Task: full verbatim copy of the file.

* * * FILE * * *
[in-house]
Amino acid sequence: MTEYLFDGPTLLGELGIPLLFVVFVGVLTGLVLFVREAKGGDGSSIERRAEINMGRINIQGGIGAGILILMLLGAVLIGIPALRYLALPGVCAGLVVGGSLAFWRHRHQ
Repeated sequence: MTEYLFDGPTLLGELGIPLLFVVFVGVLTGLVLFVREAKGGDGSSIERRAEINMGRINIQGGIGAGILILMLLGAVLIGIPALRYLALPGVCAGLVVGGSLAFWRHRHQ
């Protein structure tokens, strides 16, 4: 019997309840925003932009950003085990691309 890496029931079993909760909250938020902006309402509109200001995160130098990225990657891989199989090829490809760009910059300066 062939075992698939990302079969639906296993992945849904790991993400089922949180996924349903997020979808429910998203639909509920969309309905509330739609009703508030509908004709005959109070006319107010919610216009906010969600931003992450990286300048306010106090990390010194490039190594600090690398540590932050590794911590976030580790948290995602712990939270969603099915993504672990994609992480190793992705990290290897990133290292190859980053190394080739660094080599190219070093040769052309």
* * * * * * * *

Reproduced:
[in-house]
Amino acid sequence: MTEYLFDGPTLLGELGIPLLFVVFVGVLTGLVLFVREAKGGDGSSIERRAEINMGRINIQGGIGAGILILMLLGAVLIGIPALRYLALPGVCAGLVVGGSLAFWRHRHQ
Repeated sequence: MTEYLFDGPTLLGELGIPLLFVVFVGVLTGLVLFVREAKGGDGSSIERRAEINMGRINIQGGIGAGILILMLLGAVLIGIPALRYLALPGVCAGLVVGGSLAFWRHRHQ
């Protein structure tokens, strides 16, 4: 019997309840925003932009950003085990691309 890496029931079993909760909250938020902006309402509109200001995160130098990225990657891989199989090829490809760009910059300066 062939075992698939990302079969639906296993992945849904790991993400089922949180996924349903997020979808429910998203639909509920969309309905509330739609009703508030509908004709005959109070006319107010919610216009906010969600931003992450990286300048306010106090990390010194490039190594600090690398540590932050590794911590976030580790948290995602712990939270969603099915993504672990994609992480190793992705990290290897990133290292190859980053190394080739660094080599190219070093040769052309």